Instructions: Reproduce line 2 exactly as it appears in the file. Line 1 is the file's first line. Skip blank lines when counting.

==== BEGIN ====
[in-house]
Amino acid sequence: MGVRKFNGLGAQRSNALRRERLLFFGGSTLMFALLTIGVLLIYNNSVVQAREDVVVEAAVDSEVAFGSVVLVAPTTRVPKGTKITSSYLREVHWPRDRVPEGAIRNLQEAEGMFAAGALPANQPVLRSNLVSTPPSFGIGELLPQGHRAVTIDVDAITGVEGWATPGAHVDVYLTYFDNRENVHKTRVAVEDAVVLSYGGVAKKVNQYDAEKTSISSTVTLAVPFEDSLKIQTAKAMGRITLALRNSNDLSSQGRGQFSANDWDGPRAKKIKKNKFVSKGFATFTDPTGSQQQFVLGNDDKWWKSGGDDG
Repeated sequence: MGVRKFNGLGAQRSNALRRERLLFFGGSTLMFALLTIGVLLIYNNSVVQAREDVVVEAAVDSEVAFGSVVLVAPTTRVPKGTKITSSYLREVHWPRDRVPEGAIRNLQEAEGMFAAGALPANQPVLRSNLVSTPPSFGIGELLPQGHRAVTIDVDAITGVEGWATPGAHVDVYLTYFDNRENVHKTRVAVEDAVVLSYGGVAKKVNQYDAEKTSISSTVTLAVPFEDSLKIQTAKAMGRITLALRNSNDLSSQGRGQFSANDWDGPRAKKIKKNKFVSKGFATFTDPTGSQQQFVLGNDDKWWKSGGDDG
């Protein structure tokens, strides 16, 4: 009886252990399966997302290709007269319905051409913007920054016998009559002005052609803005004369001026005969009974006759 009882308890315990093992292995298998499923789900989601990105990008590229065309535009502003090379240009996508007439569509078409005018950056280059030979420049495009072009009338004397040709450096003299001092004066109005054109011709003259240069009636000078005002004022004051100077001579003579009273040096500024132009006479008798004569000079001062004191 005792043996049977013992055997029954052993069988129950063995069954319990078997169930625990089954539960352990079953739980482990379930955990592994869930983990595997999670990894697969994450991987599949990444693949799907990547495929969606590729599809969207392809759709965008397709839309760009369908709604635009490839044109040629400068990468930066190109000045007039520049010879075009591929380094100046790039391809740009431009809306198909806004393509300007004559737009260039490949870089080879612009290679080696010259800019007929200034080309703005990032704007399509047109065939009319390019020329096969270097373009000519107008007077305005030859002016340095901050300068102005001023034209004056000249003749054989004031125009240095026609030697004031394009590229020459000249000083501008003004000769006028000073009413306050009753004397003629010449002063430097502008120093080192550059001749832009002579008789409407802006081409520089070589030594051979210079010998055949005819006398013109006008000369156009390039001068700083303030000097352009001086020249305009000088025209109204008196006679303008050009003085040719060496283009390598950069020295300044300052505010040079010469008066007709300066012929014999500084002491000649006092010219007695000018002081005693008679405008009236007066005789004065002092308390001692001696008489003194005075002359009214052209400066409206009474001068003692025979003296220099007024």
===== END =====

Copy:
Amino acid sequence: MGVRKFNGLGAQRSNALRRERLLFFGGSTLMFALLTIGVLLIYNNSVVQAREDVVVEAAVDSEVAFGSVVLVAPTTRVPKGTKITSSYLREVHWPRDRVPEGAIRNLQEAEGMFAAGALPANQPVLRSNLVSTPPSFGIGELLPQGHRAVTIDVDAITGVEGWATPGAHVDVYLTYFDNRENVHKTRVAVEDAVVLSYGGVAKKVNQYDAEKTSISSTVTLAVPFEDSLKIQTAKAMGRITLALRNSNDLSSQGRGQFSANDWDGPRAKKIKKNKFVSKGFATFTDPTGSQQQFVLGNDDKWWKSGGDDG